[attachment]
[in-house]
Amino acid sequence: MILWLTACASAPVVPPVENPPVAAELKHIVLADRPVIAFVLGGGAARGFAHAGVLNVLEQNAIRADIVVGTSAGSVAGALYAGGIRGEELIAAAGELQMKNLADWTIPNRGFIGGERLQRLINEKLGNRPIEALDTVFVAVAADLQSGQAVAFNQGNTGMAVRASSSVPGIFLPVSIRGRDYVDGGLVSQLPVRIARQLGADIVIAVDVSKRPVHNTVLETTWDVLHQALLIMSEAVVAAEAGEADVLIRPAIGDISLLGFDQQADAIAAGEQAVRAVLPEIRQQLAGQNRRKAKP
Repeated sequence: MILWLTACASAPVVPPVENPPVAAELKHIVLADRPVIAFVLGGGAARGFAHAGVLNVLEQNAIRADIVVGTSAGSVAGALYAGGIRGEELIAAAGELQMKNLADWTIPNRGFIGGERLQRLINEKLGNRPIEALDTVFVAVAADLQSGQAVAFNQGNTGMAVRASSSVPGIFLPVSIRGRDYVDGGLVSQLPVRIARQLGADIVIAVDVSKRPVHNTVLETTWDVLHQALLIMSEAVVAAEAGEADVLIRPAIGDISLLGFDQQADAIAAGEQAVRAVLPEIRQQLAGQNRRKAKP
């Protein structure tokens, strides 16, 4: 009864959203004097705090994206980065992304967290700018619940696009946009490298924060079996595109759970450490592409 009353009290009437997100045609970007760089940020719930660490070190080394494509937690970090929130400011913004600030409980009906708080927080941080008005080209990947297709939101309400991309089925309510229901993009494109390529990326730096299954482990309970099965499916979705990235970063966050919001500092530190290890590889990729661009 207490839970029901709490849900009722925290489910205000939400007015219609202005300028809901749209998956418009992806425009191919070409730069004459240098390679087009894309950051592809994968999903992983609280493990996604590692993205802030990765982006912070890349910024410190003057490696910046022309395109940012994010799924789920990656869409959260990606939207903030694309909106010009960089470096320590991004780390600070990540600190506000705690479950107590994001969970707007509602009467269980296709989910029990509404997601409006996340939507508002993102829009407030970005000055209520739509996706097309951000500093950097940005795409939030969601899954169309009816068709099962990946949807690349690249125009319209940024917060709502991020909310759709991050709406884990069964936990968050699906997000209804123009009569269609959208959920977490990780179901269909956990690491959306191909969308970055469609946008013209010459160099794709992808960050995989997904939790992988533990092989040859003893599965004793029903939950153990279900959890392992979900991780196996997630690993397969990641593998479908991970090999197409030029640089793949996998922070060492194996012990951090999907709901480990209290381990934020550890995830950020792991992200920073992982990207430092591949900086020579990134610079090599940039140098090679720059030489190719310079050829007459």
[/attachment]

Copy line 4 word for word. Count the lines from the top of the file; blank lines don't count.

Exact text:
């Protein structure tokens, strides 16, 4: 009864959203004097705090994206980065992304967290700018619940696009946009490298924060079996595109759970450490592409 009353009290009437997100045609970007760089940020719930660490070190080394494509937690970090929130400011913004600030409980009906708080927080941080008005080209990947297709939101309400991309089925309510229901993009494109390529990326730096299954482990309970099965499916979705990235970063966050919001500092530190290890590889990729661009 207490839970029901709490849900009722925290489910205000939400007015219609202005300028809901749209998956418009992806425009191919070409730069004459240098390679087009894309950051592809994968999903992983609280493990996604590692993205802030990765982006912070890349910024410190003057490696910046022309395109940012994010799924789920990656869409959260990606939207903030694309909106010009960089470096320590991004780390600070990540600190506000705690479950107590994001969970707007509602009467269980296709989910029990509404997601409006996340939507508002993102829009407030970005000055209520739509996706097309951000500093950097940005795409939030969601899954169309009816068709099962990946949807690349690249125009319209940024917060709502991020909310759709991050709406884990069964936990968050699906997000209804123009009569269609959208959920977490990780179901269909956990690491959306191909969308970055469609946008013209010459160099794709992808960050995989997904939790992988533990092989040859003893599965004793029903939950153990279900959890392992979900991780196996997630690993397969990641593998479908991970090999197409030029640089793949996998922070060492194996012990951090999907709901480990209290381990934020550890995830950020792991992200920073992982990207430092591949900086020579990134610079090599940039140098090679720059030489190719310079050829007459």